﻿ ﻿Solving Quadratic Equations - Algebra - Math Review - GMAT Quantitative Review

## 3.0 Math Review

### 3.2 Algebra

The standard form for a quadratic equation is ,

where a, b, and c are real numbers and ; for example: Some quadratic equations can easily be solved by factoring. For example:

 (1) (2) A quadratic equation has at most two real roots and may have just one or even no real root. For example, the equation can be expressed as , or ; thus the only root is 3. The equation has no real root; since the square of any real number is greater than or equal to zero, must be greater than zero.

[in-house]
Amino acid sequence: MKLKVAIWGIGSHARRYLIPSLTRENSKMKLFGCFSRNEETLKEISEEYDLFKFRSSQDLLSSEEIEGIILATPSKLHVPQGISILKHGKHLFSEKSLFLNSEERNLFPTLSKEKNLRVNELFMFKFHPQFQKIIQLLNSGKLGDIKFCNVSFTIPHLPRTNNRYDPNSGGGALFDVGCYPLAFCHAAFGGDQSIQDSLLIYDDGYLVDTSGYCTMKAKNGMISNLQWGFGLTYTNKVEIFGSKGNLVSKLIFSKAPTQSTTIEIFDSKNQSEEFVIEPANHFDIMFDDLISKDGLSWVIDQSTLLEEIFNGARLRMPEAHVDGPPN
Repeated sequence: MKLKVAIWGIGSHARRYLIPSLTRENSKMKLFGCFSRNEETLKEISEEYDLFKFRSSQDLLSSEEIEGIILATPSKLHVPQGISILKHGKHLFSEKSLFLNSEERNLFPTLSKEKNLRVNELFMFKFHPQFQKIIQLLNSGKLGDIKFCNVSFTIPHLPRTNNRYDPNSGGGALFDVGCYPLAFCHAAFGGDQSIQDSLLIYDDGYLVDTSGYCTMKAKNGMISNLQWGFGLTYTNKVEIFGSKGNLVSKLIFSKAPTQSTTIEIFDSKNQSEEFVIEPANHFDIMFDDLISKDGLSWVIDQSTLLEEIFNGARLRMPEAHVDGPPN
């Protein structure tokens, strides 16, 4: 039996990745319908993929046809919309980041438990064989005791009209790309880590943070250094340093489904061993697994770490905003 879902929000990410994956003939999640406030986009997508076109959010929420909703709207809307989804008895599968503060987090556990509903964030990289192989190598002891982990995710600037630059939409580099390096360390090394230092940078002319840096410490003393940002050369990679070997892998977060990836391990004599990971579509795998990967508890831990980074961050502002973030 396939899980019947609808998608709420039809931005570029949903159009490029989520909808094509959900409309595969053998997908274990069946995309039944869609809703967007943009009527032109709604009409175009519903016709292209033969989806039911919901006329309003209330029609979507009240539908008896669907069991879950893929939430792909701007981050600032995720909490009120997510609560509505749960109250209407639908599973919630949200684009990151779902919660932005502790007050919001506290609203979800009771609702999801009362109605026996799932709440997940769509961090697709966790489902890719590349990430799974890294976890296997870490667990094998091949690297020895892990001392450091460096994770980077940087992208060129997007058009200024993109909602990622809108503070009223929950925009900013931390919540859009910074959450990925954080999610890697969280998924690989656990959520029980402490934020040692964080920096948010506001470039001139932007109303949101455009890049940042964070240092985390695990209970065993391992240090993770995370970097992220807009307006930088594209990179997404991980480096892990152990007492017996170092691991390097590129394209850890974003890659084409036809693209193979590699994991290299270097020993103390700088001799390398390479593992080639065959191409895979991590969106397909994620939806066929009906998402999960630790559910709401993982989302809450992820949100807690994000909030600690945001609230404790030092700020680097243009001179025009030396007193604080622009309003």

An expression of the form can be factored as .

For example, the quadratic equation can be solved as follows. If a quadratic expression is not easily factored, then its roots can always be found using the quadratic formula: If  , then the roots are These are two distinct real numbers unless . If , then these two expressions for x are equal to , and the equation has only one root. If , then is not a real number and the equation has no real roots.

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